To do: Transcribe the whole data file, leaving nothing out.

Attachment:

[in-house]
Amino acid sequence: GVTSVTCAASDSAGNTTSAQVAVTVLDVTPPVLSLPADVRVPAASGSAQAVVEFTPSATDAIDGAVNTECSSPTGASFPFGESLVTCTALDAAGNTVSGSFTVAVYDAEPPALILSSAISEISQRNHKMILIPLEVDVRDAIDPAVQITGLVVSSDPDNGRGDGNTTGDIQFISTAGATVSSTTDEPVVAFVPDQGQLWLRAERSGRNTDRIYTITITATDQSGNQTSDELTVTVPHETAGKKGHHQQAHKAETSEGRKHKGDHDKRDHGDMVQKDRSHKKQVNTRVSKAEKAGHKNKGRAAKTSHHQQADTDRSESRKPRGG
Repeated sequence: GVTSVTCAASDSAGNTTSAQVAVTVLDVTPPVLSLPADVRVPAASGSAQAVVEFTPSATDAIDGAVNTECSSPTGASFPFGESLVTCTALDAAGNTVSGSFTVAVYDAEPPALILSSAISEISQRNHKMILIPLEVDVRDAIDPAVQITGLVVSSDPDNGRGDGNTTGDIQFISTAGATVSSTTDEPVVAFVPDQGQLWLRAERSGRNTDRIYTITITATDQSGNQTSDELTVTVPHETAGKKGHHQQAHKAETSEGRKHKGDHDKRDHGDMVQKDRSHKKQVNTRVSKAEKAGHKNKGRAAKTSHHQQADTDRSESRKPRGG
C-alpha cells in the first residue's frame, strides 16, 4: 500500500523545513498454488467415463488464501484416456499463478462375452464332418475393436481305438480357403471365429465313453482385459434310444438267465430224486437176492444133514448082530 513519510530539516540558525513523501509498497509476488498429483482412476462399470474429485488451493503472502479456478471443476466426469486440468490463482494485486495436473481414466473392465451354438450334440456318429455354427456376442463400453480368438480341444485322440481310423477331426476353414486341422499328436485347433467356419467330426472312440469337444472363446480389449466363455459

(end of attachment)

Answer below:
[in-house]
Amino acid sequence: GVTSVTCAASDSAGNTTSAQVAVTVLDVTPPVLSLPADVRVPAASGSAQAVVEFTPSATDAIDGAVNTECSSPTGASFPFGESLVTCTALDAAGNTVSGSFTVAVYDAEPPALILSSAISEISQRNHKMILIPLEVDVRDAIDPAVQITGLVVSSDPDNGRGDGNTTGDIQFISTAGATVSSTTDEPVVAFVPDQGQLWLRAERSGRNTDRIYTITITATDQSGNQTSDELTVTVPHETAGKKGHHQQAHKAETSEGRKHKGDHDKRDHGDMVQKDRSHKKQVNTRVSKAEKAGHKNKGRAAKTSHHQQADTDRSESRKPRGG
Repeated sequence: GVTSVTCAASDSAGNTTSAQVAVTVLDVTPPVLSLPADVRVPAASGSAQAVVEFTPSATDAIDGAVNTECSSPTGASFPFGESLVTCTALDAAGNTVSGSFTVAVYDAEPPALILSSAISEISQRNHKMILIPLEVDVRDAIDPAVQITGLVVSSDPDNGRGDGNTTGDIQFISTAGATVSSTTDEPVVAFVPDQGQLWLRAERSGRNTDRIYTITITATDQSGNQTSDELTVTVPHETAGKKGHHQQAHKAETSEGRKHKGDHDKRDHGDMVQKDRSHKKQVNTRVSKAEKAGHKNKGRAAKTSHHQQADTDRSESRKPRGG
C-alpha cells in the first residue's frame, strides 16, 4: 500500500523545513498454488467415463488464501484416456499463478462375452464332418475393436481305438480357403471365429465313453482385459434310444438267465430224486437176492444133514448082530 513519510530539516540558525513523501509498497509476488498429483482412476462399470474429485488451493503472502479456478471443476466426469486440468490463482494485486495436473481414466473392465451354438450334440456318429455354427456376442463400453480368438480341444485322440481310423477331426476353414486341422499328436485347433467356419467330426472312440469337444472363446480389449466363455459